Q: Among the few people who really engender some confidence in this administration are some generals: Defense Secretary Mattis, National Security Adviser H.R. McMaster, arguably Chief of Staff John Kelly. But is there any concern that military officers have a disproportionate influence in the civilian government?
Moulton: Yes, I think that is a concern. I think many of us on both sides of the aisle are thankful that people like Jim Mattis and General Joe Dunford [chairman of the Joint Chiefs of Staff] are in the administration right now to keep America on track. But at the same time, we have to be wary of having a government that is not representative of the entire republic. And just having military officers making all the decisions, I think they themselves would say is not ideal.
Q: You’ve talked about the very clear divide between those who have served and the vast majority of others who haven’t. When Trump got into the fight with the gold-star family, General Kelly, who lost his son in Afghanistan, came to his defense and also spoke of that divide. And then he said he would only take questions from reporters who knew someone who had died in combat. Legitimate?
Moulton No. Our country should be about bringing Americans together. And leaders of our country, as General Kelly is today, should be working to bridge that divide, not reinforce it as he did in that press conference.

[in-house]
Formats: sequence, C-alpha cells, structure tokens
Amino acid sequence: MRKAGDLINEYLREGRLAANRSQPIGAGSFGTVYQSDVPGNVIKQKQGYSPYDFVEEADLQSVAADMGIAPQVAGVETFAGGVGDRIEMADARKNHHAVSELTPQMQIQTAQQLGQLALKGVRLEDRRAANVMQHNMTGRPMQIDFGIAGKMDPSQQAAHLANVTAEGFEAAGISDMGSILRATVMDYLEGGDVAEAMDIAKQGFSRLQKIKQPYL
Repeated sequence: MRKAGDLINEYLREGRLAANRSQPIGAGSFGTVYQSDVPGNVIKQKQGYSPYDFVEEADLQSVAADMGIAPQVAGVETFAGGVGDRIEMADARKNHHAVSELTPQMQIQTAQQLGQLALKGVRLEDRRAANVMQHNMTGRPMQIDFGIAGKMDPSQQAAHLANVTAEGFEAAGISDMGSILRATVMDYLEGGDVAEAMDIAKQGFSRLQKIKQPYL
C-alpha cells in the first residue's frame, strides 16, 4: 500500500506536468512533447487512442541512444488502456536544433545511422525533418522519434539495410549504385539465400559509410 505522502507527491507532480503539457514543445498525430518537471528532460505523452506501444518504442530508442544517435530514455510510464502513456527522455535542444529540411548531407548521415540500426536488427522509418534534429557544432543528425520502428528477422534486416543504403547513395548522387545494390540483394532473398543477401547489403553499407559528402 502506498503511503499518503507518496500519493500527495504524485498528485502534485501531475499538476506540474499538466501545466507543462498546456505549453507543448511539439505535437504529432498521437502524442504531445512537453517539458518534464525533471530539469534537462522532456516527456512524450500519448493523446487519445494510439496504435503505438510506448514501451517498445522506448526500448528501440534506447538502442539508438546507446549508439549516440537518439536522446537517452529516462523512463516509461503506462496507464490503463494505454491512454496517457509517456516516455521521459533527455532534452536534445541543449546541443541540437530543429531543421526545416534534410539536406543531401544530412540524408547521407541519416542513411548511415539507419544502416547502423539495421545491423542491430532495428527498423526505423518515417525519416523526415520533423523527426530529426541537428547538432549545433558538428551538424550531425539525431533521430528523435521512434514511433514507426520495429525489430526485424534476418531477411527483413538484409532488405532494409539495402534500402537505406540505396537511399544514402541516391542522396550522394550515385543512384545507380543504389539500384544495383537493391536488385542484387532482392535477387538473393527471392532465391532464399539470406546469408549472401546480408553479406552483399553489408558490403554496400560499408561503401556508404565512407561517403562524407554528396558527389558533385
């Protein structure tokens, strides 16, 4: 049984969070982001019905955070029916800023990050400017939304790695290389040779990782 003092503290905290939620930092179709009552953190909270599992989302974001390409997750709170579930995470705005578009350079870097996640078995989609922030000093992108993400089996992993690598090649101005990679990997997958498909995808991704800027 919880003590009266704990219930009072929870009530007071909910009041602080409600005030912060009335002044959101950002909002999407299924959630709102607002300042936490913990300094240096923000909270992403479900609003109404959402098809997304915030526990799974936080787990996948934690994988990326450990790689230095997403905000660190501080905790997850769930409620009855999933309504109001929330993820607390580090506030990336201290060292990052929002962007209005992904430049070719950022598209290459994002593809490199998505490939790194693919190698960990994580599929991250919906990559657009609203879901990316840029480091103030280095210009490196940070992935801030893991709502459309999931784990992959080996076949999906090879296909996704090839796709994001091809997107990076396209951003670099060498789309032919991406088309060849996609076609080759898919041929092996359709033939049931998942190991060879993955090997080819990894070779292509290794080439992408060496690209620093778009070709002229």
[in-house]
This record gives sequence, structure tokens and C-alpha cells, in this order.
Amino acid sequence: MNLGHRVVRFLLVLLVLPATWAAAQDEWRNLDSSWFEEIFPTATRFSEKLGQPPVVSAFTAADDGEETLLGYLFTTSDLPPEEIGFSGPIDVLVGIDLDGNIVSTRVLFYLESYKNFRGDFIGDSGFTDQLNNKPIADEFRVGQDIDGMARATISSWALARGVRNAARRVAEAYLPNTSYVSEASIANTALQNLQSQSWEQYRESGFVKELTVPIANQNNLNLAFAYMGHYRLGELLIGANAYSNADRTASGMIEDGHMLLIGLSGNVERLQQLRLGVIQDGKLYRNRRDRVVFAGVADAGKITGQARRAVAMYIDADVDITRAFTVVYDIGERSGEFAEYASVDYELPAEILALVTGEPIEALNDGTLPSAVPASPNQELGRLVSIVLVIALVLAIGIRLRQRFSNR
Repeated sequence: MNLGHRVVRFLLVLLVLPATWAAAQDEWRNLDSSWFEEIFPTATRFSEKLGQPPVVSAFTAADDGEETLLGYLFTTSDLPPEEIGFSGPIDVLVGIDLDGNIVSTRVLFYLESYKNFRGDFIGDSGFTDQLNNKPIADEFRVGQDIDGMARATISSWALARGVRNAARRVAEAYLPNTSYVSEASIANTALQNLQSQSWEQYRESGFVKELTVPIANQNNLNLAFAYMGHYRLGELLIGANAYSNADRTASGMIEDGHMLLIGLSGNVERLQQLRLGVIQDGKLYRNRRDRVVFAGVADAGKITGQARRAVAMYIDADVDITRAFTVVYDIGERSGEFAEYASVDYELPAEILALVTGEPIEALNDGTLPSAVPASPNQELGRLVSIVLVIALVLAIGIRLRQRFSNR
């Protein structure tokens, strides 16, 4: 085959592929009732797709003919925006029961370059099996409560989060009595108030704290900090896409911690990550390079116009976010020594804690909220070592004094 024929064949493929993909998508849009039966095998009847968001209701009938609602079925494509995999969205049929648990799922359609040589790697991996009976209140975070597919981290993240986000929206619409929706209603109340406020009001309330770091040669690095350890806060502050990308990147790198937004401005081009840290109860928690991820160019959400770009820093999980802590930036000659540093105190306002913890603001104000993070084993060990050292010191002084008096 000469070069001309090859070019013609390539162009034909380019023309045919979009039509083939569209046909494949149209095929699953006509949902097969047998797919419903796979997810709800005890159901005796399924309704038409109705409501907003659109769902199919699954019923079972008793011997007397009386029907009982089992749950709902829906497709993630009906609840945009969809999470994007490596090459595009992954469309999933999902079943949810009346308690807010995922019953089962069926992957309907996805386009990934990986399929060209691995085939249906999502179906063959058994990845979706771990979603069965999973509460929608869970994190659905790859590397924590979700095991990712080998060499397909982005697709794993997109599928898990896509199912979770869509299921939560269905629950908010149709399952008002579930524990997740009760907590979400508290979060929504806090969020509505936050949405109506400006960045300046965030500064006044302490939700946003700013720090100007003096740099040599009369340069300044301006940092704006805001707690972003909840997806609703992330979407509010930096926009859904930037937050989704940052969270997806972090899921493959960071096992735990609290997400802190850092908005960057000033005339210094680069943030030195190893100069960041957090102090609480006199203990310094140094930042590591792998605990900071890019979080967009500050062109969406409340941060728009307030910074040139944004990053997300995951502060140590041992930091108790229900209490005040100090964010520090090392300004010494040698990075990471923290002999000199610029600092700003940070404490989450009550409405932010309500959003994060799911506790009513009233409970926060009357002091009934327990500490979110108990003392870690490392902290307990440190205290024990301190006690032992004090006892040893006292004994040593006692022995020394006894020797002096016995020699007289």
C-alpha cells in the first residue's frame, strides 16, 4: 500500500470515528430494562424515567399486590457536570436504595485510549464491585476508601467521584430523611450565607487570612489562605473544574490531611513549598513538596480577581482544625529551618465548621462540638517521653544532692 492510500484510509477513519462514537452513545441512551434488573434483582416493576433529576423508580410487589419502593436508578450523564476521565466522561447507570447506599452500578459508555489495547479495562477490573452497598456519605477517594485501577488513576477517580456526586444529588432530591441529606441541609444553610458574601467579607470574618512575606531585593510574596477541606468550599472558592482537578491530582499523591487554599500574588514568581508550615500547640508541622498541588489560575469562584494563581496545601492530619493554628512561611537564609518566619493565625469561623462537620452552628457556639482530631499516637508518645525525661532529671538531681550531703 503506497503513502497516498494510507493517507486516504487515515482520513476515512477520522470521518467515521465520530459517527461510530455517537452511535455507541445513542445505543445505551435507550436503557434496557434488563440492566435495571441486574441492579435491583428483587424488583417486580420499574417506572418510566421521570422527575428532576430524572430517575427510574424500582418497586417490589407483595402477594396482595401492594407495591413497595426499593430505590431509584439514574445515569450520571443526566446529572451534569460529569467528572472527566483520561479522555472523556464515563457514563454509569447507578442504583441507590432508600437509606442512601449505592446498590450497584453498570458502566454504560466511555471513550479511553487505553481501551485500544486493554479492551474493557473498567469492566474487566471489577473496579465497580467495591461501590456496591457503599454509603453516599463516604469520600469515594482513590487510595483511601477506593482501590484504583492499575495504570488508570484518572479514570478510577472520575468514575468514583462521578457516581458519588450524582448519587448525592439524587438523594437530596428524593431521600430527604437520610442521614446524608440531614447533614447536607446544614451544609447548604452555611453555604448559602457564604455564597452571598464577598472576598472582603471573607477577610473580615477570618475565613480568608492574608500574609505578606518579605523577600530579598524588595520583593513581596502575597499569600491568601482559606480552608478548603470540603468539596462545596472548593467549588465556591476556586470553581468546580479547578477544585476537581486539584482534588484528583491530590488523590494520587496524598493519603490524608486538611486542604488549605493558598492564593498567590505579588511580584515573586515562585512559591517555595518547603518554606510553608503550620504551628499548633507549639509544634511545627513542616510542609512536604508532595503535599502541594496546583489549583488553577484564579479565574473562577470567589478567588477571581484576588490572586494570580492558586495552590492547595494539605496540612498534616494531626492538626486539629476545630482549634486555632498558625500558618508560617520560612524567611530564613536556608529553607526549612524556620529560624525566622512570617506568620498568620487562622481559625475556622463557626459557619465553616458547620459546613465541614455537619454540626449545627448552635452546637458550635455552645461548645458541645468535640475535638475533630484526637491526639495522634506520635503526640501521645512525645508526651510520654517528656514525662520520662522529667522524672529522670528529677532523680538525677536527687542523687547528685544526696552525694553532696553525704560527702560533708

Q: What would you do to bridge that divide? Should we bring back a draft with alternative service?
Moulton I'm not a believer in bringing back the draft. But I am a huge proponent of national service. I believe that every American should have the opportunity to serve and should feel the obligation to serve.
Q: The new movie, “Thank You for Your Service,” is moving and sad about returning veterans. Are we giving veterans what we owe them?
Moulton: No. I think veterans deserve the best health care in the world -- they’re not getting it. I made a commitment to continue to getting my own health care at the V.A., even as a member of Congress. And, you know, the first surgery I had there, they sent me home with the wrong medications.
Q: You’ve got a lot of friends, some foes. Both sides say you burn with ambition.
Moulton: I don’t think of myself as ambitious. I think of myself as someone who wants to serve and who’s willing to lead in a time when we need leadership in this country. I don’t have some grand political plan. I didn’t even expect to be in politics four or five years ago. Fundamentally, this is a job of public service. And just like going into the Marines and serving in Iraq, even in the midst of a war I disagree with was a job of public service.
Q: People who've been in meetings with you say you’ve raised the possibility of running for president in 2020.
Moulton: No, no, no. I have not raised it. Other people have raised it. I have told people on the record in and out I’m not running for president in 2020.
But, listen, that doesn’t mean that I’m not willing to stand up to the establishment. It doesn’t mean that I’m not willing to say that we need a new generation of leadership in this party.
This column does not necessarily reflect the opinion of the editorial board or Bloomberg LP and its owners.
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Katy Roberts at email@example.com